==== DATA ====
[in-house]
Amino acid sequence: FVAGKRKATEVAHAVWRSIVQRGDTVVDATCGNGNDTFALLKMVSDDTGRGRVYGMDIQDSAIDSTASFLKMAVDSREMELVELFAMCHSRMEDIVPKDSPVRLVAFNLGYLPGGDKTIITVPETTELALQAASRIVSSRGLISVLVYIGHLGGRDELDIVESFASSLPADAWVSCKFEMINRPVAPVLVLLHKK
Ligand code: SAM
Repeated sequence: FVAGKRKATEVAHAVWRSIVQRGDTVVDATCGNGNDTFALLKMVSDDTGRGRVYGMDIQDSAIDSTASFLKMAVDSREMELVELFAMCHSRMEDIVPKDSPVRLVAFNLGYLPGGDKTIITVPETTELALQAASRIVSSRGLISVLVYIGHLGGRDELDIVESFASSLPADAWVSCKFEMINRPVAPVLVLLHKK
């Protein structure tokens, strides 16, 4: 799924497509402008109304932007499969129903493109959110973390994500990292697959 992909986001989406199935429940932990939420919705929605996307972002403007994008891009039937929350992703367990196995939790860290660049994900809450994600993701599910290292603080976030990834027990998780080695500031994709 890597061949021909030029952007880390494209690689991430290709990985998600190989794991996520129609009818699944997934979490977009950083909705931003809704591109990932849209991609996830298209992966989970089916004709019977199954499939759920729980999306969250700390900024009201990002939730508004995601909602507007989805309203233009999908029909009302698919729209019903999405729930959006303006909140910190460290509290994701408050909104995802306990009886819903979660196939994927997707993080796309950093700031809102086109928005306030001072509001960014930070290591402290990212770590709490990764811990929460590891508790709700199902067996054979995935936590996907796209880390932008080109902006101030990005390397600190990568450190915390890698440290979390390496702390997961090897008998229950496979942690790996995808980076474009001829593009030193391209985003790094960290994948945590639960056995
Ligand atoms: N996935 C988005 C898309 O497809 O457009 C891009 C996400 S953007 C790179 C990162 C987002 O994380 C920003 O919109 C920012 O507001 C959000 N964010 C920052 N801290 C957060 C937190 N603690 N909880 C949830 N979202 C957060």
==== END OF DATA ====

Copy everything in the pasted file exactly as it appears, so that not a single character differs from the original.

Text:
[in-house]
Amino acid sequence: FVAGKRKATEVAHAVWRSIVQRGDTVVDATCGNGNDTFALLKMVSDDTGRGRVYGMDIQDSAIDSTASFLKMAVDSREMELVELFAMCHSRMEDIVPKDSPVRLVAFNLGYLPGGDKTIITVPETTELALQAASRIVSSRGLISVLVYIGHLGGRDELDIVESFASSLPADAWVSCKFEMINRPVAPVLVLLHKK
Ligand code: SAM
Repeated sequence: FVAGKRKATEVAHAVWRSIVQRGDTVVDATCGNGNDTFALLKMVSDDTGRGRVYGMDIQDSAIDSTASFLKMAVDSREMELVELFAMCHSRMEDIVPKDSPVRLVAFNLGYLPGGDKTIITVPETTELALQAASRIVSSRGLISVLVYIGHLGGRDELDIVESFASSLPADAWVSCKFEMINRPVAPVLVLLHKK
């Protein structure tokens, strides 16, 4: 799924497509402008109304932007499969129903493109959110973390994500990292697959 992909986001989406199935429940932990939420919705929605996307972002403007994008891009039937929350992703367990196995939790860290660049994900809450994600993701599910290292603080976030990834027990998780080695500031994709 890597061949021909030029952007880390494209690689991430290709990985998600190989794991996520129609009818699944997934979490977009950083909705931003809704591109990932849209991609996830298209992966989970089916004709019977199954499939759920729980999306969250700390900024009201990002939730508004995601909602507007989805309203233009999908029909009302698919729209019903999405729930959006303006909140910190460290509290994701408050909104995802306990009886819903979660196939994927997707993080796309950093700031809102086109928005306030001072509001960014930070290591402290990212770590709490990764811990929460590891508790709700199902067996054979995935936590996907796209880390932008080109902006101030990005390397600190990568450190915390890698440290979390390496702390997961090897008998229950496979942690790996995808980076474009001829593009030193391209985003790094960290994948945590639960056995
Ligand atoms: N996935 C988005 C898309 O497809 O457009 C891009 C996400 S953007 C790179 C990162 C987002 O994380 C920003 O919109 C920012 O507001 C959000 N964010 C920052 N801290 C957060 C937190 N603690 N909880 C949830 N979202 C957060």